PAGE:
Document 150346

18 April 1964
H. C. SEFrEL, B.Sc., M.B., DIP.MED. (RAND), Department of Medicine, Baragwanath Hospital; AND H. J. HEINZ,
PH.D. (MUNICH), Division of Parasitology, University of the Witwatersrand, Johannesburg
In a previous trial 'yomesan' (niclosamide) was shown to
be an effective, safe and simple remedy for tapeworm
infection in man.! The drug was given after an overnight
fast in a dose of 1 G., repeated after one hour, i.e. a total
dose of 2 G. In this paper we report the results of
administering yomesan in a single dose of 2 G. without
fasting the patient.
Twenty adult African subjects with T. saginata infection
were studied. Four were outpatients whose only complaint
was the tapeworm infestation; the remaining 16 were inpatients suffering from a wide variety of more or less
serious medical and surgical conditions, and the tapeworm
infection was an incidental finding.
Yomesan was given in a single dose of 2 G. about 2 - 4
hours after breakfast, which usually consisted of maize
meal porridge and milk, 1 - 2 slices of bread with butter or
jam, and coffee. The drug is put up as vanilla-flavoured,
0-5 G. tablets, and patients were instructed to chew these
well before swallowing with a little water. Two hours
later 1 oz. of magnesium sulphate was given, and all
stools passed over the next 8 - 24 hours were collected.
Patients defaecated directly into a large round tin containing a solution of.lO% formalin in saline to facilitate
the preservation of the head and segments of the worm.
These were recovered by washing the stool through a fine
Ail patients were followed up for a period of at least 4
months after therapy. For this purpose we employed a
trained African social worker, who visited the patients in
their homes, questioned them carefully about the passage
of segments in the stool, and collected specimens of stool
which were examined for segments and ova. All stool
specimens were concentrated by the merthiolate-iodineformalin method before examination for ova.
Proof of cure was based on: (1) The absence of segments in the stool for a period of at least 4 months after
therapy, and (2) the absence of both segments and ova in
the stools obtained at 4 or more months after treatment.2
No heads were found in the stool specimens after the
purge. Fifteen subjects expelled the whole worm except
the head, while 1 passed 15 segments of the parasite. In
the remaining 4 patients stools were not obtained for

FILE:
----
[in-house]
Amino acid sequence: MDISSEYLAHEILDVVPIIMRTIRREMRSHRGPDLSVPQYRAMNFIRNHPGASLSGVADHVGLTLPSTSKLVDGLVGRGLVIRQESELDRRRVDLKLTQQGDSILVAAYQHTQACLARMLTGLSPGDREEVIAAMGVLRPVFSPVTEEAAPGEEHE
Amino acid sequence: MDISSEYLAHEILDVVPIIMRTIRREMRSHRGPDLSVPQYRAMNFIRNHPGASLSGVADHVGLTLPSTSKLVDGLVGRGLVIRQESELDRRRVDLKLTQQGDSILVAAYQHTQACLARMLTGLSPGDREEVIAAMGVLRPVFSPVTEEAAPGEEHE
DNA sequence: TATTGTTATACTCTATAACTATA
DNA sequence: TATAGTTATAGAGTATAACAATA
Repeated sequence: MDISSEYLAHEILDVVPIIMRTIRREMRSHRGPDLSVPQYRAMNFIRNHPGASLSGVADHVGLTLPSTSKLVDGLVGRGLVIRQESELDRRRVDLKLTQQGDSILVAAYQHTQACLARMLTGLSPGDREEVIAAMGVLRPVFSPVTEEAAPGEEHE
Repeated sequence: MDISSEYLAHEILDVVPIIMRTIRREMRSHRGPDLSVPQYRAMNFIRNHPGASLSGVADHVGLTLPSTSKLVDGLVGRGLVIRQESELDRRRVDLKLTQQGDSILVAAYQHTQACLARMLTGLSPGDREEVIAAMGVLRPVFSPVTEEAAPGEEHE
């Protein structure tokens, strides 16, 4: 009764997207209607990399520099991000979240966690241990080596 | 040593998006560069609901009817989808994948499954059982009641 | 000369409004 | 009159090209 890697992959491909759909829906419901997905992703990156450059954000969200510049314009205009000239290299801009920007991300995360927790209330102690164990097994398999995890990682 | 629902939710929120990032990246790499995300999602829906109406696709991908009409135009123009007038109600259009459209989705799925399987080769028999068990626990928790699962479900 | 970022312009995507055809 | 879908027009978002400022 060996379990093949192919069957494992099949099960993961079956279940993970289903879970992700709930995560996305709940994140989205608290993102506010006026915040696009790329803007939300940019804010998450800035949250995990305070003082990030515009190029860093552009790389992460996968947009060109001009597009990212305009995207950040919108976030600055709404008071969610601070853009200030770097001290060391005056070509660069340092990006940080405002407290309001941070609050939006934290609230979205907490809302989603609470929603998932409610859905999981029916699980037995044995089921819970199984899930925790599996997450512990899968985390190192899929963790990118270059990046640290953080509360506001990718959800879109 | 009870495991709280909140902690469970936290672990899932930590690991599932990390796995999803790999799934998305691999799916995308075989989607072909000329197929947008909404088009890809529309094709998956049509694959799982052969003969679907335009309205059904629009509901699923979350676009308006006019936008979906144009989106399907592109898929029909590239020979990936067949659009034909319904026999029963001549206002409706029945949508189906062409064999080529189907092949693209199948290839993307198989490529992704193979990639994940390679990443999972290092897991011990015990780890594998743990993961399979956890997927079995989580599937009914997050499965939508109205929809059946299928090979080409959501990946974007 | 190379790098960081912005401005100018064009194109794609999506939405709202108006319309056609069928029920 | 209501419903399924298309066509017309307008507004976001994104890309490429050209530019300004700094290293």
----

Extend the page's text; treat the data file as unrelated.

examination. Three were outpatients who left the hospital
before the purgative was administered or before the purga-
tive had acted; the fourth was an inpatient in whom the
purgative failed to act.
Follow-up studies showed that none of the 20 subjects
passed segments in the stool for a period ranging from 4
to 6 months after treatment. In addition, in all 20 cases,
stool examinations at 4 or more months after therapy were
negative for both segments and ova. The treatment was
free of side-effects.
Yomesan cured all 20 patients in this series. The reason
for our failure to recover the head of the parasite is
probably the following: There is good evidence that the
action of yomesan is taenicidal, which means that the
dead worm will be digested by the enzymes of the intestine
or faecal flora, unless it is rapidly expelled and immediately fixed and preserved after passage. Our attempts to
do this by purging with magnesium sulphate and fixing
with formalin, usually resulted in recovery of the entire
worm except the head. This strongly suggests that the
head is particularly liable to undergo digestion while still
within the intestine. This is not surprising considering that
the head is the smallest part of the worm, and, because it
is situated most proximally in the intestine, is the first to
be exposed to the lethal action of the drug.
The high cure rate !n this trial was obtained with a
single dose of yomesan in subjects who were not fasting.
Furthermore, side-effects were not observed, despite the
fact that most of the patients treated were also suffering
from a variety of more or less serious medical and
surgical diseases. These findings fully confirm our earlier
assessment that yomesan is the drug of choice in tapeworm infection.!
Twenty subjects with tapeworm infection were treated
with yomesan. The drug was administered in a single dose
without fasting the patient. All the subjects were cured
and no side-effects were observed.
We wish to thank Dr. W. H. F. Kenny, Acting Superintendent of Baragwanath Hospital, for permission to publish; Miss
L. Heuberger, Mrs. F. le Roux and Miss S. Krasin for technical assistance; Mr. L. R. Mzolo for the industry with which
he followed up the patients; and FBA Pharmaceuticals (S.A.)
(Pty.) Ltd., local subsidiary of Farbenfabriken Bayer AG.
Leverkusen, which supplied the yomesan tablets and sponsored
the trial.
I. Abcams, G. J., Seftel, H. C. and Heinz, H. J. (1963): S. Afc. Med. J.,
37, 6.
2. Jopling, W. H. and Woodruff, A. W. (1959): Bcit. Med. J., 2, 542.
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